What I Am Leaving Behind

2:27 AM in Seoul | 9:27 PM in Dubai

Last night, I dined with my mother’s mother’s sister’s daughter’s nine year old son. (Dining might be too strong of a word – we went to an “All American Buffet” restaurant in a northern district of Seoul. The food was trying hard to be American, but the various peppers thrown into nearly every dish did not agree with my Boston-raised taste buds.) I didn’t even catch his name. I didn’t know I was related to him until the day before yesterday, because my mother’s mother died nearly 30 years ago and my mother didn’t have the contact information of any of her relatives and she had not been back to Seoul in over 40 years. Thus, when we finally met up with my mother’s mother’s sisters, it was pure and beautiful and lovely and nostalgic and a reminder that time passes and sometimes life just works out.

He was wearing a bright yellow shirt and red pants. In his two pockets, he carried toy cars, which he gleefully waved in front of my face. He also delighted in mock-punching my brother as we rode up an elevator with buttons that were impossible to press (we went up to the 12th floor, and then promptly came back down). He didn’t speak much English, but when he did, he did so with unbridled enthusiasm and with no fear of mispronunciation. He pointed to different fruits: “grape!” “lemon!” “watermelon!” and smiled at me, his rightmost front tooth missing. I had forgotten that nine-year-olds exist. Children, in my mind, seemed to go from toddlers to middle-schoolers with nothing in between. (Side note: I listened to a podcast on the plane to Dubai, titled “This American Life.” The focus of the latter half of the episode was a grief center for children in Salt Lake City. One nine-year-old girl whose father had committed suicide was interviewed, and the way she spoke was so impressive! She cleanly articulated her feelings and she sounded so sure of herself, so solid. I wonder what I was like as a nine-year-old. (Is this ego? Why must everything come back to me?) I want to spend time with more nine-year-olds.) I am leaving behind this bouncing, laughing, smirking Korean boy who repeated my name 3 times the first time he heard it and stood back in awe as I scooped him green tea ice cream.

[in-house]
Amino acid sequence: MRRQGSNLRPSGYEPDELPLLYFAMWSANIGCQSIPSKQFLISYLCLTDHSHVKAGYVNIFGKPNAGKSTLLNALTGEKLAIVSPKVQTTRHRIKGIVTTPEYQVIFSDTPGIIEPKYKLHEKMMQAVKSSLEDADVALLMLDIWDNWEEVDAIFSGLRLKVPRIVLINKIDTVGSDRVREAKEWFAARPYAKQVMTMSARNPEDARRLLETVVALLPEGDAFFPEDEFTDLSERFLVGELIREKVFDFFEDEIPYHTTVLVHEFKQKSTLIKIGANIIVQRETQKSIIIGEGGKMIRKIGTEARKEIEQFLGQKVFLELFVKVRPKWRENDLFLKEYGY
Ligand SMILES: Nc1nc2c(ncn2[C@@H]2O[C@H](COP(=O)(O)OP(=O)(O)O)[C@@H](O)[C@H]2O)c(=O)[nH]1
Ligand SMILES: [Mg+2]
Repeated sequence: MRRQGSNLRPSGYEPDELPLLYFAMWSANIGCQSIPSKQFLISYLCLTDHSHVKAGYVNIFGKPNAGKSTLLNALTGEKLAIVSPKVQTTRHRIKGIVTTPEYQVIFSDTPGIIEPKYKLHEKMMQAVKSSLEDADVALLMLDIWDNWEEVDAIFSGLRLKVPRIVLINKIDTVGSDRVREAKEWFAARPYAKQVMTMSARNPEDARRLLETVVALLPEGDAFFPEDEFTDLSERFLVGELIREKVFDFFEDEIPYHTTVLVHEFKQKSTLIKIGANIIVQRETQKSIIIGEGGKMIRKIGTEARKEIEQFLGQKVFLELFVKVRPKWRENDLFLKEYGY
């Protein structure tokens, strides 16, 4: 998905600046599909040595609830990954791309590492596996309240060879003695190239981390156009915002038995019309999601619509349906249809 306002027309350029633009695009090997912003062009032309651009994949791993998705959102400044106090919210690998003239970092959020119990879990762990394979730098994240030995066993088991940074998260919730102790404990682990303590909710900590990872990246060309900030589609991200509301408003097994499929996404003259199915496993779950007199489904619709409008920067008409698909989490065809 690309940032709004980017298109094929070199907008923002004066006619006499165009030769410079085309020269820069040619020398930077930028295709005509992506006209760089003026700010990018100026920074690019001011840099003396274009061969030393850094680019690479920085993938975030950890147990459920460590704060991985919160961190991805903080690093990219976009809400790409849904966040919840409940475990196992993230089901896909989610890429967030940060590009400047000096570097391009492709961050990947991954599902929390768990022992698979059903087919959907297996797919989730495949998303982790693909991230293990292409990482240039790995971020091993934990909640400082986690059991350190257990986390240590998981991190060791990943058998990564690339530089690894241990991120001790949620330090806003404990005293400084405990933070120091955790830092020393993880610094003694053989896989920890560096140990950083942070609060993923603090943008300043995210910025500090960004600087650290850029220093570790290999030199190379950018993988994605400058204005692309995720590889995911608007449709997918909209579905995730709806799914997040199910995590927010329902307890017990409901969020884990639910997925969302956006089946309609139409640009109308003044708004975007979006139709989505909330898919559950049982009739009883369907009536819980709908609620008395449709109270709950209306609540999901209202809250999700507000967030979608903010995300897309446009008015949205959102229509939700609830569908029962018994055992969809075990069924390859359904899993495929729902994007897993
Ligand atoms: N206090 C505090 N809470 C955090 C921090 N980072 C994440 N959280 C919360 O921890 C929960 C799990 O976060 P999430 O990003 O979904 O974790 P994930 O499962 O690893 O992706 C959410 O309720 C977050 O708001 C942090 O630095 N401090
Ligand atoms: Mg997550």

Yet, in a bigger sense, the real thing I am leaving behind is intangible, and I don’t even know if I could name it. Culture, perhaps? A sense of belonging? All I know is that my mother, in Seoul, had become whole again and I was privileged to witness it. That, I think, is what I am leaving behind. Coming to America had repressed a crucial part of her, and I hadn’t even realized that until now. One day, we wandered through the shopping district, ignoring the commercial department stores and thoroughly examining the various food vendors lining the street. We ran into an older woman making circular caramelized sugar. She used a tiny pot to heat the sugar, and once it had caramelized, she threw in some sort of baking powder. A few seconds later, the ball of sugar effortlessly fell out of the pot, and she pressed it down with a wooden paddle and stamped it with a heart only to have it rapidly rise (maybe ¼ of an inch?) and harden. The result was a pancake-type, cookie-esque sheet of sugar. My mother said that these treats used to be ten cents, and if you managed to eat around the edge of the heart without breaking it, you would receive another one for free. As soon as she bit into it, she stopped walking. I don’t think she heard any of the people surrounding us; all she felt was her childhood rushing back to her in the form of browned sugar and a misshapen heart. Later, we found a nyengmyun restaurant, and as we sat on the floor, shoeless, my mother drew a diagram of her old house. She even remembered where the water spigot was. I am leaving behind the mother I wish I had been able to know earlier.